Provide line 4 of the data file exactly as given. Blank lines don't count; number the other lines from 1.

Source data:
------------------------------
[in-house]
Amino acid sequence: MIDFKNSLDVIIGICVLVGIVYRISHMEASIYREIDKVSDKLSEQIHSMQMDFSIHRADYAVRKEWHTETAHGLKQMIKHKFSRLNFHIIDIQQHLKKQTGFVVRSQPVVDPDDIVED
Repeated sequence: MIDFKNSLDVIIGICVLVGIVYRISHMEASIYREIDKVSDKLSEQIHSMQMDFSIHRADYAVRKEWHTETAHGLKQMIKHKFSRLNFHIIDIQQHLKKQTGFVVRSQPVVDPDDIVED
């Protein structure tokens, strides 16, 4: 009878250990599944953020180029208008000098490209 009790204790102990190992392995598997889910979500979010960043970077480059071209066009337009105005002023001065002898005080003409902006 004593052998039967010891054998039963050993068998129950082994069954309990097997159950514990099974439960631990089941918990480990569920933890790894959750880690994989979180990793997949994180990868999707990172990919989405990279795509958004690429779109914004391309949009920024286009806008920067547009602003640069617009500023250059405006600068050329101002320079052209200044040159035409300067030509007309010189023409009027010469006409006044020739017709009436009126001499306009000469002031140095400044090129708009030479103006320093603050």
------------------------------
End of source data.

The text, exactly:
């Protein structure tokens, strides 16, 4: 009878250990599944953020180029208008000098490209 009790204790102990190992392995598997889910979500979010960043970077480059071209066009337009105005002023001065002898005080003409902006 004593052998039967010891054998039963050993068998129950082994069954309990097997159950514990099974439960631990089941918990480990569920933890790894959750880690994989979180990793997949994180990868999707990172990919989405990279795509958004690429779109914004391309949009920024286009806008920067547009602003640069617009500023250059405006600068050329101002320079052209200044040159035409300067030509007309010189023409009027010469006409006044020739017709009436009126001499306009000469002031140095400044090129708009030479103006320093603050």